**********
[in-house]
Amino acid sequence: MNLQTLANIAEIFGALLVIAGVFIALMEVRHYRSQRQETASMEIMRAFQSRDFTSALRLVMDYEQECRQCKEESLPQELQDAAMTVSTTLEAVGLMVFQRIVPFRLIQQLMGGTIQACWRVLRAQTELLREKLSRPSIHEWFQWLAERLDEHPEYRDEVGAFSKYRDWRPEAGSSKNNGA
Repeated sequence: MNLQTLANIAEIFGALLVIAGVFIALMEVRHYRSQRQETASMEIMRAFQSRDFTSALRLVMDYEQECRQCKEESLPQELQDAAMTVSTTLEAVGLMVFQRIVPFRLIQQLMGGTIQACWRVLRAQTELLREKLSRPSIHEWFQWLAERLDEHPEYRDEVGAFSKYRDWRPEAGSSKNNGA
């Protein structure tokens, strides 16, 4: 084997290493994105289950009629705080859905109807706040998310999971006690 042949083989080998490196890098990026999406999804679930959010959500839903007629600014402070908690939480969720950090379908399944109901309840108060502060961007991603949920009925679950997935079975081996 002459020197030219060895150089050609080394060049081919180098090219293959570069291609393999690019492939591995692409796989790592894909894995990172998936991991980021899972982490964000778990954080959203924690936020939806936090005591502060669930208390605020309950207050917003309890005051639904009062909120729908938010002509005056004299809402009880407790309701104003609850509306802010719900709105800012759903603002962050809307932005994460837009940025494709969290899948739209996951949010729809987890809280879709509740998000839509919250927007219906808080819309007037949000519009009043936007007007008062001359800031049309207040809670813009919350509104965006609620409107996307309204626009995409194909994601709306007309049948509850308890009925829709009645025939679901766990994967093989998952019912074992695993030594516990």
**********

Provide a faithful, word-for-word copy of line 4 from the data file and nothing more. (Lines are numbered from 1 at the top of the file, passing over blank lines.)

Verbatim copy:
């Protein structure tokens, strides 16, 4: 084997290493994105289950009629705080859905109807706040998310999971006690 042949083989080998490196890098990026999406999804679930959010959500839903007629600014402070908690939480969720950090379908399944109901309840108060502060961007991603949920009925679950997935079975081996 002459020197030219060895150089050609080394060049081919180098090219293959570069291609393999690019492939591995692409796989790592894909894995990172998936991991980021899972982490964000778990954080959203924690936020939806936090005591502060669930208390605020309950207050917003309890005051639904009062909120729908938010002509005056004299809402009880407790309701104003609850509306802010719900709105800012759903603002962050809307932005994460837009940025494709969290899948739209996951949010729809987890809280879709509740998000839509919250927007219906808080819309007037949000519009009043936007007007008062001359800031049309207040809670813009919350509104965006609620409107996307309204626009995409194909994601709306007309049948509850308890009925829709009645025939679901766990994967093989998952019912074992695993030594516990």